Evolution of clustering during the slow-slip cycle

We measure the power law exponent α for each of the 1120 LFE sources during the two selected 4-month windows. To obtain a measure of α as a function of distance from the trench, we compute a 10-km moving average along the plate interface over the individual LFE sources for the two time periods (Fig. 1C). During the inter–slow-slip period, we observe a smooth transition of α from a random Poisson occurrence of events in the transient zone to a strongly clustered distribution in the sweet spot. We note that the level of the LFE clustering during this period is anticorrelated with the degree of coupling deduced from geodetic data (Fig. 1D) (17). During the 2006 slow-slip event, values of α do not significantly change in the sweet spot. However, there is a radical change of the LFE distribution to a strongly clustered event occurrence in the transition zone when this fault segment starts slipping. These results suggest that LFE occurrence becomes clustered when the fault interface undergoes slow slip.

We take this hypothesis one step further and measure α in the above-described fashion in a 10-day sliding window across the full 2.5-year data set, dividing the LFE sources into the transient zone or the sweet spot based on their distance from the trench. Figure 3 shows that for every previously detected slow-slip event, including the recently reported smaller events (18), there is an associated increase of α in both LFE source regions. We observe that values of α in the sweet spot increase just before those in the transient zone at the beginning of every slip event, implying that each slow-slip event in Guerrero starts downdip and migrates updip. Within the sweet spot, we also note that the power law exponent α is higher than background values in between the geodetically observed slow-slip events shown in Fig. 3. This implies that there are even smaller slow-slip events within the sweet spot downdip of the recently reported 90-day slow-slip cycle (18) that have yet to be observed.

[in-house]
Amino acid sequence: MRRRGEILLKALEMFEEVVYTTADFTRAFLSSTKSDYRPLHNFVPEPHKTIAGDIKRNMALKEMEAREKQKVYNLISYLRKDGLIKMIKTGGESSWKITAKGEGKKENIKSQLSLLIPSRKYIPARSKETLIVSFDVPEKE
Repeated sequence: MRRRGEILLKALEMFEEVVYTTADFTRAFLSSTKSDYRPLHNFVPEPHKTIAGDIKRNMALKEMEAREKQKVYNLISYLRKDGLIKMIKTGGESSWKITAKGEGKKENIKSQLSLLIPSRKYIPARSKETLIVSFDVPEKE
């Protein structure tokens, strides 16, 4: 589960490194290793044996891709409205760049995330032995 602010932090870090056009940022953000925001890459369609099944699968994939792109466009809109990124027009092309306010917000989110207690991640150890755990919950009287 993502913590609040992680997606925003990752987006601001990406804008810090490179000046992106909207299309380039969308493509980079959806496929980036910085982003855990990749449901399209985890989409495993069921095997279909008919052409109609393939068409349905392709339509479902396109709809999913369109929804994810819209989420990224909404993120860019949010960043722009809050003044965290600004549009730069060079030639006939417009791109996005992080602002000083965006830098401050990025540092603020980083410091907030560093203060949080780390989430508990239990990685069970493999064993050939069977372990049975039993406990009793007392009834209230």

Fig. 3 Tracking slow slip in time with the power law exponent α.

The average running 10-day estimate of α is plotted for the all LFE sources in the transient zone (purple) and the sweet spot (red). Values of α increase for each of the geodetically detected slow-slip events (6, 18), represented by the gray patches in the background. The dashed border for each gray patch corresponds to the slow-slip regions in Fig. 1B.